I have more to say about this topic, but my face is getting red and I’m starting to hallucinate. You can read previous posts on it here, here, here, here, here, here…oh yes, and here, and here too, when you think about it, also here, here….boy, looking back, the fact that I’m still breathing is a miracle. It’s also a miracle we have any free speech left at all without having to submit to a Progressive Potential Offense Panel. That time may come yet, if the Mad Left gets its way.

Read Prof. Jacobson’s whole post.

I owe him big time.

__________________________________

Sources: Hot Air, Legal Insurrection. NBC News

30 thoughts on “Ethics Quote Of The Week: Prof. William Jacobson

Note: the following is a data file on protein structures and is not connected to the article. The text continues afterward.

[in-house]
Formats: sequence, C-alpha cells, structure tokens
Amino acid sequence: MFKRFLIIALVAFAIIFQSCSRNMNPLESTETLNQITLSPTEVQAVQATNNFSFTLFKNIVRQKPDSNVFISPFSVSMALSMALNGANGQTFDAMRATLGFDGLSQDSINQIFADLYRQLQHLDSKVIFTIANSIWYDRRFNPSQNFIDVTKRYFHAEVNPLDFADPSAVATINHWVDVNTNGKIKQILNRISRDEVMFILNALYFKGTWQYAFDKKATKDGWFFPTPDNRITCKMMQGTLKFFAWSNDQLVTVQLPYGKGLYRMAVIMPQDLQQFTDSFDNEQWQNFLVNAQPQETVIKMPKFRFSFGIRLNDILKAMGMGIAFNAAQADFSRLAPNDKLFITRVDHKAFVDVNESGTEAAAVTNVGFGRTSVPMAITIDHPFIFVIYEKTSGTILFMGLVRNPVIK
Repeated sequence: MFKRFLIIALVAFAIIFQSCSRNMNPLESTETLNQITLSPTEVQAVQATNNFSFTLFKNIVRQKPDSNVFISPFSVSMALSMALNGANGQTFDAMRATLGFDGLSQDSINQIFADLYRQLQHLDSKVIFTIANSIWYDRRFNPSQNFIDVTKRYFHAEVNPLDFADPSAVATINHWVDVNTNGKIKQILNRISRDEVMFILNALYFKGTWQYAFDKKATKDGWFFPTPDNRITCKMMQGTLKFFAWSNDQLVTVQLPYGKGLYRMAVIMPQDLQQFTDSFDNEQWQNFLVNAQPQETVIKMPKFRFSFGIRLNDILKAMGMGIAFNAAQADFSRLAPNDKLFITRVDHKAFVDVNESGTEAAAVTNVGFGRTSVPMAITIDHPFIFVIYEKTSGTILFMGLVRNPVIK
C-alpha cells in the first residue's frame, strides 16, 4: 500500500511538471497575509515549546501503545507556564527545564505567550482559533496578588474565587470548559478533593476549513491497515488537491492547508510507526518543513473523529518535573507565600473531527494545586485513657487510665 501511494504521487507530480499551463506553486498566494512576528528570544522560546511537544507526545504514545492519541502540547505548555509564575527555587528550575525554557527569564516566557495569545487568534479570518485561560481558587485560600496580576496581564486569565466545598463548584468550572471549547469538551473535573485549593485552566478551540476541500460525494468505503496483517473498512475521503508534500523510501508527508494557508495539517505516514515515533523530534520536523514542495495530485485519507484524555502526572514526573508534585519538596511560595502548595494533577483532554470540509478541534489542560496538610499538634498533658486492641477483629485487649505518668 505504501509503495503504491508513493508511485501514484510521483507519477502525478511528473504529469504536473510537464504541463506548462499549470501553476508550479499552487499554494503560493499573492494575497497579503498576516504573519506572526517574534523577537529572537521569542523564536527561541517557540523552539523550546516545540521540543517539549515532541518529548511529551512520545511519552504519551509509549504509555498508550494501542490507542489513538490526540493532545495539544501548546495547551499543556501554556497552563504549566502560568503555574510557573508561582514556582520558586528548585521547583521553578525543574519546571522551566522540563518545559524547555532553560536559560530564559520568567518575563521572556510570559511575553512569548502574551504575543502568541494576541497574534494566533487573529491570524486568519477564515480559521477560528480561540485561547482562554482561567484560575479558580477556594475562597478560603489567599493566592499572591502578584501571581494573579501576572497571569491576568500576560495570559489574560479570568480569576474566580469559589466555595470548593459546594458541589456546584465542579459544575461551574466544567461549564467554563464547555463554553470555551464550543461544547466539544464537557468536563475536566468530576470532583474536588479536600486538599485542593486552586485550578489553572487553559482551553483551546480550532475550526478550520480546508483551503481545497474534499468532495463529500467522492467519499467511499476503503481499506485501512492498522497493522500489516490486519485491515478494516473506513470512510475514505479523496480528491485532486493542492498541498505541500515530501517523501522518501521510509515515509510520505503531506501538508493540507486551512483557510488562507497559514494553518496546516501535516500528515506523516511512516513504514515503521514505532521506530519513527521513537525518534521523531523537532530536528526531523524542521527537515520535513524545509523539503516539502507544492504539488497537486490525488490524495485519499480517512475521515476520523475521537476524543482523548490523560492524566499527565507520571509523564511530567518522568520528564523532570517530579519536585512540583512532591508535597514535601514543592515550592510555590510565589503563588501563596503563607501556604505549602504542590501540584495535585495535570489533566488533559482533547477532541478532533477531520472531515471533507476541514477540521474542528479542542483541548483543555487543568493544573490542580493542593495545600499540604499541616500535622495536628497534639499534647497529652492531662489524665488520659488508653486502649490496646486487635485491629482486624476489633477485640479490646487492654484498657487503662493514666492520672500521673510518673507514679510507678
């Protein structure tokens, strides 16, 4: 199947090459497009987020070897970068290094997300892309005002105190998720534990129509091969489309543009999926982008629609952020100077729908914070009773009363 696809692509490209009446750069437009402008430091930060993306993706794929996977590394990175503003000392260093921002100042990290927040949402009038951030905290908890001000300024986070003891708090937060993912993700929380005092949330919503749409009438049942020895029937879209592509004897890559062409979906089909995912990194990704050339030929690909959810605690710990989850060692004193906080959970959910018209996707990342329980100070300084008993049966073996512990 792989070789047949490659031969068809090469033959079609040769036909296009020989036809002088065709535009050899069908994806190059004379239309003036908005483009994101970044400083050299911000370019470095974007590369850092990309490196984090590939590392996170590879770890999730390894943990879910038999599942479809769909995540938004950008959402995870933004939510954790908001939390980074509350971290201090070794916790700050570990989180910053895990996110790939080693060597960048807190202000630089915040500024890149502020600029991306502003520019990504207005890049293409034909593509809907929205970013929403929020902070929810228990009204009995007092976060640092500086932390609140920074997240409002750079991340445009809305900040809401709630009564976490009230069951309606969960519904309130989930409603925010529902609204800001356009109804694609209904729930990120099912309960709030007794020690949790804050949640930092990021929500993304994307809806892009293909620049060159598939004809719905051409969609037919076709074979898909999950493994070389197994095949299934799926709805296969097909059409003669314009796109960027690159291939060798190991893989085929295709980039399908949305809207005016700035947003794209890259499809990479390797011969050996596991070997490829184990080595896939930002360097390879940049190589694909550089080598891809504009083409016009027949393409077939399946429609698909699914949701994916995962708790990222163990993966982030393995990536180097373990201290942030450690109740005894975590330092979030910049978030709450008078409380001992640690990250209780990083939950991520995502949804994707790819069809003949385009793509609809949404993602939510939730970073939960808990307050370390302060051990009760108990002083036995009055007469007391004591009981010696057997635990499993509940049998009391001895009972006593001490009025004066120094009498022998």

1. I wonder how long of a list will be put together before people finally get fed up with this breach of free speech? I know from first hand that some people consider the word ignorant to be racist.

  2. ‘Audrey Elisa Kerr, a professor of African-American literature at Southern Connecticut State University, documents reports throughout the 20th century of the use of paper bags by African-American fraternities, sororities, churches and social clubs to determine whether a potential member was light-skinned enough to be socially acceptable.”’

    Uh, wait a minute. This was done at “African-American fraternities?” Huh? Wouldn’t that make it okay? As in Jay-Z saying black people calling each other “nigger” has neutralized the term and “made it theirs?” as reported in the Don Lemon “five things” piece? Sorry Professor Kerr, you lost me there. Is she saying black people shouldn’t use the term “brown bag” any more? Is it okay for white people to use it? Even white Hispanics like George Zimmerman? White Blacks like President Obama?